02/21/2012 06:34 pm ET Updated Apr 22, 2012

Texas Court of Inquiry Into Prosecutorial Misconduct Is Big News

In Texas, something unusual is happening. A special investigation, headed by a judge, has been convened to decide whether former prosecutor Ken Anders, who is now a judge, hid evidence in a trial in which William Morton was wrongly convicted of his wife's murder and sent to prison for almost twenty-five years.

This court of inquiry will look into whether Mr. Anderson as the prosecutor in the case failed to turn over all documents that would have supported the defense of Mr. Morton. It also will determine whether Mr. Anderson tampered with evidence and court records, according to an order signed by the chief justice, Wallace Jefferson. Mr. Morton was freed in October after new DNA testing showed he did not kill his wife, Christine, who was beaten to death in 1986. His lawyers said Mr. Anderson, the case's lead prosecutor, kept crucial facts from the defense, including statements from the couple's then-3-year-old son that he witnessed the murder and that his father was not responsible, and the fact that Ms. Morton's credit card was used after her death.

The United States Supreme Court made a decision called Brady v. Maryland, nearly fifty years go, which says that the prosecution is required to turn over to the defense any evidence which might prove a defendant innocent, guilty of a lesser offense or serving of a lesser penalty. What is news about what is happening in Texas is not that there appears to have been substantial due process violations leading to the wrongful conviction and imprisonment of Mr. Morton. There are unfortunately far too many violations like these.

Indeed, the United States Supreme Court has had to reverse another case like this in this very term in Smith v. Cain, the Court reversed (8-1) the murder conviction of Juan Smith because the New Orleans District Attorney's Office had withheld critical evidence that would have been favorable to Smith at his trial. Smith had been convicted of murder in the course of an armed robbery based on the sole eyewitness testimony of Larry Boatner. There was no DNA, fingerprints, or other physical evidence that linked Smith to the 1995 crime. Appellate attorneys later learned that prosecutors failed to disclose reports of initial interviews with Boatner in which he said he could not describe the intruders and had not seen their faces.

Most state courts have discovery rules which require the state to divulge anything exculpatory, the United States Supreme Court has said this is a matter of due process, so why is it that these offenses whether intentional as alleged in Mr. Alexander's case, or inadvertent (for example when a police officer fails to tell the prosecutor about an exculpatory witness). The courts have held that law enforcement is responsible for this information being told to the defense, no matter who actually knew it.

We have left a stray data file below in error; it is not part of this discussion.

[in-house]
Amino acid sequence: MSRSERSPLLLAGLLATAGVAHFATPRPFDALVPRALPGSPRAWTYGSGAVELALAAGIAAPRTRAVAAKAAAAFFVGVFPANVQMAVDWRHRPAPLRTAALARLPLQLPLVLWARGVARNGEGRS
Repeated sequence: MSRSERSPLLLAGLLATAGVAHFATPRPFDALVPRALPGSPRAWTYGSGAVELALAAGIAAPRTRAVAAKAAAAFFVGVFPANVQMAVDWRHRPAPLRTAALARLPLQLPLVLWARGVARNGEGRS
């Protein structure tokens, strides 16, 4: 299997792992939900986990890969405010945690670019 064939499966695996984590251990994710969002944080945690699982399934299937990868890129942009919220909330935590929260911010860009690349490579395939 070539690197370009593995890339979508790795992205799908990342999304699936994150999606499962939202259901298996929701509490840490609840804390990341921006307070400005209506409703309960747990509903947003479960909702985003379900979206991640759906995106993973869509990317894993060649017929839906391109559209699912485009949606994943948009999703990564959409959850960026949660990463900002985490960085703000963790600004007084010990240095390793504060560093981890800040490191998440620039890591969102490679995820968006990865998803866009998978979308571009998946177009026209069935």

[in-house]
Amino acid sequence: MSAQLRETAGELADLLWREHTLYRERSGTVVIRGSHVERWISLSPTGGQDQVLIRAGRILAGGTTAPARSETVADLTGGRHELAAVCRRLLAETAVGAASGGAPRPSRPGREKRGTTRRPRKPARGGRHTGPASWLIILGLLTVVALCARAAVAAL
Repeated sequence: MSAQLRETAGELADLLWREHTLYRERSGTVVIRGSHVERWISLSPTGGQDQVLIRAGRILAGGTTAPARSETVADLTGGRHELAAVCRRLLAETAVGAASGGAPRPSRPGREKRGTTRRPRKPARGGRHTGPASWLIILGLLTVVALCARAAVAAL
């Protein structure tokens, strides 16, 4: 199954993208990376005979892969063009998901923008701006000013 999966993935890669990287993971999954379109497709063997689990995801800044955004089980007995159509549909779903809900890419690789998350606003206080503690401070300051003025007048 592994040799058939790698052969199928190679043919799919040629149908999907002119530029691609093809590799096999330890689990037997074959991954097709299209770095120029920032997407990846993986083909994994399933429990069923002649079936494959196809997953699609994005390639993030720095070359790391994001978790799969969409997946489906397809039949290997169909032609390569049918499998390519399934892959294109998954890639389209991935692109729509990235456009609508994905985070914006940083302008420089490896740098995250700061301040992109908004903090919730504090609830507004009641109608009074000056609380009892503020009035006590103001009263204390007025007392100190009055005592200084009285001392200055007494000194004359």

In fact violations of this sort are brought up hundreds of times each year by the defense, and if proved and shown to have been prejudicial, result in reversals of convictions. Why do they happen though? I am sure that these claims are raised inappropriately from time to time, but they are raised so often, that it appears to be a pervasive problem.

Prosecutors have a difficult job. We ask them to do justice, to represent the people of the state or the federal government, and we also ask them to win convictions. We elect state prosecutors in most jurisdictions, and they run on their conviction rates, not on their reasonable doubt rates. The urge to win is a strong one, and the desire to see justice done, which is to convict the person who has been arrested, and to simply not see the other side is something that is easy to understand. So the line gets crossed for the most honorable of intentions; to get the "bad guy".

A Chicago Tribune series on the subject of prosecutorial misconduct of this sort and others was published over ten years ago. It found hundreds of examples and tellingly no consequences for reversals to individual prosecutors. In fact, when there is such a reversal, the prosecutor is not personally named in the court opinion, therefore shielding him or her form public acknowledgement of the misconduct found by the court, and usually from any consequences by the bar association.

As the United States Supreme Court said 75 years ago:

[The prosecutor] is the representative not of an ordinary party to a controversy, but of a sovereignty whose obligation to govern impartially is as compelling as its obligation to govern at all; and whose interest, therefore, in a criminal prosecution is not that it shall win a case, but that justice shall be done. As such, he is in a peculiar and very definite sense the servant of the law, the twofold aim of which is that guilt shall not escape or innocence suffer. He may prosecute with earnestness and vigor-- indeed, he should do so. But, while he may strike hard blows, he is not at liberty to strike foul ones. It is as much his duty to refrain from improper methods calculated to produce a wrongful conviction as it is to use every legitimate means to bring about a just one.

Berger v. United States, 295 U.S. 78 (1935).

The reason this court of inquiry is news is that perhaps by taking some action, the Texas Courts are signaling a change in attitude on the part of courts which wish to avoid needless reversals and new trials, the disapprobation of prosecutors by the public and the conviction and perhaps execution of the innocent. I certainly hope so.